Background Receptor for hyaluronan (HA) mediated motility (RHAMM) has been shown to work cooperatively with CD44 to mediate tumor progression,1 but its specific roles in breast cancer are still unclear. In our previous studies, we have shown tumor cell RHAMM deletion significantly inhibits cancer progression in xenograft models and that RHAMM is heterogeneously expressed within human breast tumors.2 We propose that focal RHAMM upregulation creates an invasive niche and have identified an RHAMM-dependent signature in this niche that is associated with poor prognosis of breast cancer patients.2 Importantly, we found that Type II Interferon signaling and MHC Class I & Class II Antigen Presentation pathways are co-enriched in the RHAMM high invasive niche. This indicates that RHAMM might be involved in regulating immune responses. Herein we characterize the immune infiltrates associated with the RHAMM high invasive niche using a mass spectrometry-based proteomic imaging technique.
Methods FFPE tissues from 5 breast cancers were analyzed by multiple ion beam imaging (MIBI). Sections were stained with 20 antibodies simultaneously, including biomarkers to define immune cell phenotypes. Fields of views (FOVs) were selected from RHAMM high regions and RHAMM low regions. Novel machine-learning-based algorithms were applied to segment the images into spatially resolved single-cell data and to classify immune cell populations in RHAMM-high and RHAMM-low regions.
Results In triple-negative breast cancer (TNBC), the RHAMM-high tumor invasive margin (TI-high) shows a high level of intra-tumoral immune cells compared to the RHAMM-low tumor core (TC-low), wherein immune cells are largely restricted to the peri-tumoral stroma (figure 1). The RHAMM-low invasive margin (TI-low) is fibrotic and only sparsely populated by macrophages. Segmented single-cell data from our novel machine learning-based algorithms show high levels of infiltrating B cells in the TI-high region (figure 2A-B). The invasive margin overall is characterized by higher levels of cytotoxic T-cells, T-helper cells, and macrophages vs. the core (figure 2C-F). Notably, the B-cell-rich TI-high region has fewer cytotoxic T cells than the TI-low region.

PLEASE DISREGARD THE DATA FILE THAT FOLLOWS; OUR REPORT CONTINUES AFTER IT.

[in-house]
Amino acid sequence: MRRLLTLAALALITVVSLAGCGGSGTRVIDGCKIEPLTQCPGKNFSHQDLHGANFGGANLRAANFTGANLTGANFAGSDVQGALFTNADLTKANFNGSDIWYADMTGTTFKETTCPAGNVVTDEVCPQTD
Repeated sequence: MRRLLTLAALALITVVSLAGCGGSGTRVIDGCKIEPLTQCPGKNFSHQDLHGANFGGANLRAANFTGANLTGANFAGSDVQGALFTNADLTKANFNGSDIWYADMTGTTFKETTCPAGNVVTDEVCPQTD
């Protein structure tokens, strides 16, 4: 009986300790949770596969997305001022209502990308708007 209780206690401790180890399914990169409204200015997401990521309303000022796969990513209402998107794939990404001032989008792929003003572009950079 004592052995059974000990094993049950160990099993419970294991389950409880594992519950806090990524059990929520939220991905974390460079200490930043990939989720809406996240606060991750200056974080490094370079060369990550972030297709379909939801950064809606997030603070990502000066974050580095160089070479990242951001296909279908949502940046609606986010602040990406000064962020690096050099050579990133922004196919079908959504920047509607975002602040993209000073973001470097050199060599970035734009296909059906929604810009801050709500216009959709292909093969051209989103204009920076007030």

Conclusions Our data highlights potentially novel interactions between RHAMM expression/function and B-cell infiltrates in TNBC. Given the dynamic roles of B-cells in cancer immunology,3 this suggests new possible avenues for immune modulation to inhibit RHAMM-supported breast cancer progression. On-going work is confirming this linkage in additional TNBC and expanding the analysis to other molecular subtypes of breast cancer.
Acknowledgements This work was funded in part by grants from the University of Minnesota Department of Laboratory Medicine & Pathology-Molecular Genomic Pathology Division and the Masonic Cancer Center.
Hamilton SR, Fard SF, Paiwand FF, Tolg C, Veiseh M, Wang C, ... Turley EA. The hyaluronan receptors CD44 and Rhamm (CD168) form complexes with ERK1, 2 that sustain high basal motility in breast cancer cells. J Biol Chem. 2007;282(22):16667-16680.
Tarullo SE, He Y, Daughters C, Knutson TP, Henzler C, Price M, ... Nelson AC. Receptor for Hyaluronan-Mediated Motility (RHAMM) defines an invasive niche associated with tumor progression and predicts poor outcomes in breast cancer patients. bioRxiv. 2022.
Yuen GJ, Demissie E, Pillai S. B lymphocytes and cancer: a love–hate relationship. Trends in Cancer 2016;2(12):747-757.
Ethics Approval FFPE tumor tissues (IRB Approval Study# 1409E53504) were collected from archived pathology tissue blocks with de-identified clinical data in compliance with HIPPA regulations and institutional policies. All participants had agreed to the institution’s standard consent for research participation.
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